Clark’s (The Midnight Land: Part Two: The Gift, 2015) fantasy novel, the first in a series, takes place in an alternate-history version of Russia where women rule and wood spirits lurk among the fir trees.
Krasnoslava “Slava” Tsarinovna is the younger half sister of the Tsarina, Empress of all Zem’. The throne has descended, through their mother’s line, from the very first Empress, Miroslava Praskovyevna, who seized power with “fire and steel. And blood, lots of blood and suffering.” Slava, unlike the capital’s ruthless, scheming princesses, is disgusted by her heritage, feeling “nothing but pleasure in being so totally unlike someone she would have liked to deny all connection to.” She’s gifted—or cursed—with the supernatural ability to feel the emotions of others when they’re nearby, and she can’t help but be overwhelmed by the ugliness she senses in almost everyone she encounters. To Slava, “people are wolves hiding in rotting lambskins,” and she longs to escape them. When a northern princess, Olga Vasilisovna, comes to the Tsarina proposing an expedition to the far north, beyond the edges of maps, Slava begs to go with her. The journey challenges and changes Slava, and she gains physical strength even as her psychic powers grow. The mercy she shows others comes back to their traveling party tenfold; for example, an elk she saves leads the expedition back to the road when they go astray. Eventually, the leshiye, forest spirits who take the forms of trees, take notice—but will they prove to be friends or foes? Clark’s narrative wears its Russian literature influences on its sleeve: the parsimonious Princess Primorskaya, for example, seems like she’s right out of a Nikolai Gogol tale. The author weaves together realistic episodes of life on the road (with its uncanny watchers just off the path) and skillfully evokes the epic scale of the taiga and tundra: “The great snowy plain stretched out before her all the way to the horizon, where a pale sun was rising.” But her choice to swap the usual gender roles—the matriarchal society controls the life of every character, be they man or woman, peasant or Tsarina—elevates this book beyond the average fantasy novel.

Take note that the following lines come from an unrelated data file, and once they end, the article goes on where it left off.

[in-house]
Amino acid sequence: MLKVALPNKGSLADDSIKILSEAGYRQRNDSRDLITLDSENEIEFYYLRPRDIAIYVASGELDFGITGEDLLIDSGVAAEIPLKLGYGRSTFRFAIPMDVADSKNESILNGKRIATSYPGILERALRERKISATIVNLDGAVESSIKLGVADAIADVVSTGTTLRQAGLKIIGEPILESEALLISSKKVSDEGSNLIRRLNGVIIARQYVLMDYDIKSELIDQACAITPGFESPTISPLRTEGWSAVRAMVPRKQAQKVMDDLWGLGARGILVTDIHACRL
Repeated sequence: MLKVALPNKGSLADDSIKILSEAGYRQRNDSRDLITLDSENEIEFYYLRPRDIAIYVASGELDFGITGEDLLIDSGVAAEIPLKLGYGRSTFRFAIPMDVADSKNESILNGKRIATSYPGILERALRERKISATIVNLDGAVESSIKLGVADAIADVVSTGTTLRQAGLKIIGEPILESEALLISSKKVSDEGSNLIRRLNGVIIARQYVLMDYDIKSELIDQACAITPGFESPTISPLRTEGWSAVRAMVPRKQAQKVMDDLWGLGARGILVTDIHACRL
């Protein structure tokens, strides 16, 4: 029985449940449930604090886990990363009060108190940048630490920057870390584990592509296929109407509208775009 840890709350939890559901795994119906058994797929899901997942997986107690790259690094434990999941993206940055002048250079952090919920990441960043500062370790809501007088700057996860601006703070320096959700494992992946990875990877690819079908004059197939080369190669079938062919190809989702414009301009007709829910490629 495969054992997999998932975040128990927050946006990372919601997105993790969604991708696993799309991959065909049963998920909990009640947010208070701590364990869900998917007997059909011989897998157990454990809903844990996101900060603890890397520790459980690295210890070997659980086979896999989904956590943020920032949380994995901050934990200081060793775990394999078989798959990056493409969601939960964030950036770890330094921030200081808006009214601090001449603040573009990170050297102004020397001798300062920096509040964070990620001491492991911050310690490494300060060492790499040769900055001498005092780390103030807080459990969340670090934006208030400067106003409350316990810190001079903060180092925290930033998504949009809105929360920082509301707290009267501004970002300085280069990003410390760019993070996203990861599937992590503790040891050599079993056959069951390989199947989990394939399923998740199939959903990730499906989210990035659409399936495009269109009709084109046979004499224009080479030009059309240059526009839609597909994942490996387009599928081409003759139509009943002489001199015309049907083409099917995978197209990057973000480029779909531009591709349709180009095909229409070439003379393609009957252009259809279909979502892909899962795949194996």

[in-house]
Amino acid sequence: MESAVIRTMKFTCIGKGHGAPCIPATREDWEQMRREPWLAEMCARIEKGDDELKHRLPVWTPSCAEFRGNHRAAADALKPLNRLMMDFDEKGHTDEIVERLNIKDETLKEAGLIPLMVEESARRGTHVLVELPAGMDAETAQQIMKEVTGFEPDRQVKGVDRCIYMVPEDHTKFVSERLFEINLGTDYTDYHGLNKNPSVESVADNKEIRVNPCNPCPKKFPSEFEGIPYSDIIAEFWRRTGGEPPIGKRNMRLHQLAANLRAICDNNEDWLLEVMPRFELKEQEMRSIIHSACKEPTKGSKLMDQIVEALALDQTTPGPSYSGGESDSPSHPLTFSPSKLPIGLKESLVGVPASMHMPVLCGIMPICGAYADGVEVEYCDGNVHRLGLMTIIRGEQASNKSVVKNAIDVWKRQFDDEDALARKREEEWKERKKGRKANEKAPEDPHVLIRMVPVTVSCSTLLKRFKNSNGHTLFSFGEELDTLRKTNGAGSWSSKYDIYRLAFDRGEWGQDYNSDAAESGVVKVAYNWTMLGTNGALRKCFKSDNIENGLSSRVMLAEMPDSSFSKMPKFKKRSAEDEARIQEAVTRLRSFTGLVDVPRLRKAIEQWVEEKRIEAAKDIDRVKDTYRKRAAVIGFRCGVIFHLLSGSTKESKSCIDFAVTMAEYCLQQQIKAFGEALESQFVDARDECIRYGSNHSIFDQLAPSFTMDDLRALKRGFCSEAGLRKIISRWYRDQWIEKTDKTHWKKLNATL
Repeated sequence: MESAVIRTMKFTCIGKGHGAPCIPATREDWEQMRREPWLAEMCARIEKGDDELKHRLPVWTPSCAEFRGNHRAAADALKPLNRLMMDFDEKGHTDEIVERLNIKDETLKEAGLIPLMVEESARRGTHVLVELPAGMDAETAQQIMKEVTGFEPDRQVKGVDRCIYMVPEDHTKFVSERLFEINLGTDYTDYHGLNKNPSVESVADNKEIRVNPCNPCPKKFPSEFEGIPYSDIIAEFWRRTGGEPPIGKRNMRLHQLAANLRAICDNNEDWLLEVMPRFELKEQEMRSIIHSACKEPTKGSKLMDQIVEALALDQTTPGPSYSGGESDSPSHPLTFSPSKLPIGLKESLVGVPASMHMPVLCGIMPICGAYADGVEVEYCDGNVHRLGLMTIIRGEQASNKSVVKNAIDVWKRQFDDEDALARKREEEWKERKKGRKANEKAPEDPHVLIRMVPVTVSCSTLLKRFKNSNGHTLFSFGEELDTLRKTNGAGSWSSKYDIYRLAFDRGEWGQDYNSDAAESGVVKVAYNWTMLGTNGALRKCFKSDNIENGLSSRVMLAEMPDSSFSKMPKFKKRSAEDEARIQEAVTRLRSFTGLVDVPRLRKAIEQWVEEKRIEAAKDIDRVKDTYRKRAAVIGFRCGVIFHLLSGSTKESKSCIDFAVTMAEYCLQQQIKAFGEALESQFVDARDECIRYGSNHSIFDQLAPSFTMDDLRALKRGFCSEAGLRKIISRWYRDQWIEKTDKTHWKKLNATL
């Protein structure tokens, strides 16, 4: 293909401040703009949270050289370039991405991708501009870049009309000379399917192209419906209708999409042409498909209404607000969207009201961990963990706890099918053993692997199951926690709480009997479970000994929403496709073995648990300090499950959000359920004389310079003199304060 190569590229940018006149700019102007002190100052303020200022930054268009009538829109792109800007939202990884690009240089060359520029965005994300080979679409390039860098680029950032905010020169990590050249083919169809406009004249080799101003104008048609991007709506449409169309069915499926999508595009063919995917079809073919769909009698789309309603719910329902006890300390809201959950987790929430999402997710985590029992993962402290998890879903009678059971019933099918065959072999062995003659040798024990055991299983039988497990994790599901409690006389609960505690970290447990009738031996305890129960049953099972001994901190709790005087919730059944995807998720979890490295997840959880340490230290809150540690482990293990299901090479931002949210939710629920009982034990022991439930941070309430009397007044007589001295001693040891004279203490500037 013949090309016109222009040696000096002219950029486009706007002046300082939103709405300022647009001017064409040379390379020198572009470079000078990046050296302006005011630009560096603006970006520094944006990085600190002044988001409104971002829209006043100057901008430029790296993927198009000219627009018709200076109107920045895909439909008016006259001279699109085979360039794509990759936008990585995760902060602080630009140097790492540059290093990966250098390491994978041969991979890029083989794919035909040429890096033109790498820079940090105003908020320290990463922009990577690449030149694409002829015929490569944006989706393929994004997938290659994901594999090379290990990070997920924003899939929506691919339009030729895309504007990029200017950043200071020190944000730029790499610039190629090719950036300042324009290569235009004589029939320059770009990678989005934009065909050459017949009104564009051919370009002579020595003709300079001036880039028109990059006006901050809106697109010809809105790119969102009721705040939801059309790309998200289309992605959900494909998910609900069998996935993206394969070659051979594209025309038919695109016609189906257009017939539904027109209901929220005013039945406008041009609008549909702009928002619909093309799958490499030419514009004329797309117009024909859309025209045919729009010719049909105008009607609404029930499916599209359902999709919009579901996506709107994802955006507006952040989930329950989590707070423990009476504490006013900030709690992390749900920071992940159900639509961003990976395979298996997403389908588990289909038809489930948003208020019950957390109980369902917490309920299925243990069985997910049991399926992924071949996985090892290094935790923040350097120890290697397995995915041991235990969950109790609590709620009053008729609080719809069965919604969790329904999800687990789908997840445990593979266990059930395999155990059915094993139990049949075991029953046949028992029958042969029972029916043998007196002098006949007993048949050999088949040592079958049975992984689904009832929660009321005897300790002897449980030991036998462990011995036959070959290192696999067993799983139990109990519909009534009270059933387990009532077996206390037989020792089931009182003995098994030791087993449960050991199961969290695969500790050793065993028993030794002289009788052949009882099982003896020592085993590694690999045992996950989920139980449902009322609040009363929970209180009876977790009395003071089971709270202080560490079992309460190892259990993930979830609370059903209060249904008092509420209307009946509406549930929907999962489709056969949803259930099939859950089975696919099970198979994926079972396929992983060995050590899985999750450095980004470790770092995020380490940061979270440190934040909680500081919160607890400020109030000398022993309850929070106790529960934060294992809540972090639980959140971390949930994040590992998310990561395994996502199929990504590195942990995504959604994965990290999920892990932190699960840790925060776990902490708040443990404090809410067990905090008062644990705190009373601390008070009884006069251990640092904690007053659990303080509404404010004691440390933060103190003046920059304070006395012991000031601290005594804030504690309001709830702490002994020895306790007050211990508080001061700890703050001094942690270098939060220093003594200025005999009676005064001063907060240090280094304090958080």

A bold beginning to a series that explores gender, empathy, and the frozen north.